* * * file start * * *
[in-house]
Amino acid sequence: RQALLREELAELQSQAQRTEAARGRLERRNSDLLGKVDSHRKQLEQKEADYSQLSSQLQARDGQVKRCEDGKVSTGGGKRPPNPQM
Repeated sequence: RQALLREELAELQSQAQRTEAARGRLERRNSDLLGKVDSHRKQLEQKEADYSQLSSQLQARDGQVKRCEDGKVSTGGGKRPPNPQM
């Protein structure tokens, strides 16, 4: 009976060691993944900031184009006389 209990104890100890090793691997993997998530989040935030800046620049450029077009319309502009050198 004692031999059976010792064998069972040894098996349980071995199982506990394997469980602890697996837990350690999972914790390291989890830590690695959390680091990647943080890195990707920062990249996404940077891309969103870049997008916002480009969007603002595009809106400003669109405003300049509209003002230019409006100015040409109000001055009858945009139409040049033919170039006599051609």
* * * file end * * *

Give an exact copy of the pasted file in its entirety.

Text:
[in-house]
Amino acid sequence: RQALLREELAELQSQAQRTEAARGRLERRNSDLLGKVDSHRKQLEQKEADYSQLSSQLQARDGQVKRCEDGKVSTGGGKRPPNPQM
Repeated sequence: RQALLREELAELQSQAQRTEAARGRLERRNSDLLGKVDSHRKQLEQKEADYSQLSSQLQARDGQVKRCEDGKVSTGGGKRPPNPQM
């Protein structure tokens, strides 16, 4: 009976060691993944900031184009006389 209990104890100890090793691997993997998530989040935030800046620049450029077009319309502009050198 004692031999059976010792064998069972040894098996349980071995199982506990394997469980602890697996837990350690999972914790390291989890830590690695959390680091990647943080890195990707920062990249996404940077891309969103870049997008916002480009969007603002595009809106400003669109405003300049509209003002230019409006100015040409109000001055009858945009139409040049033919170039006599051609």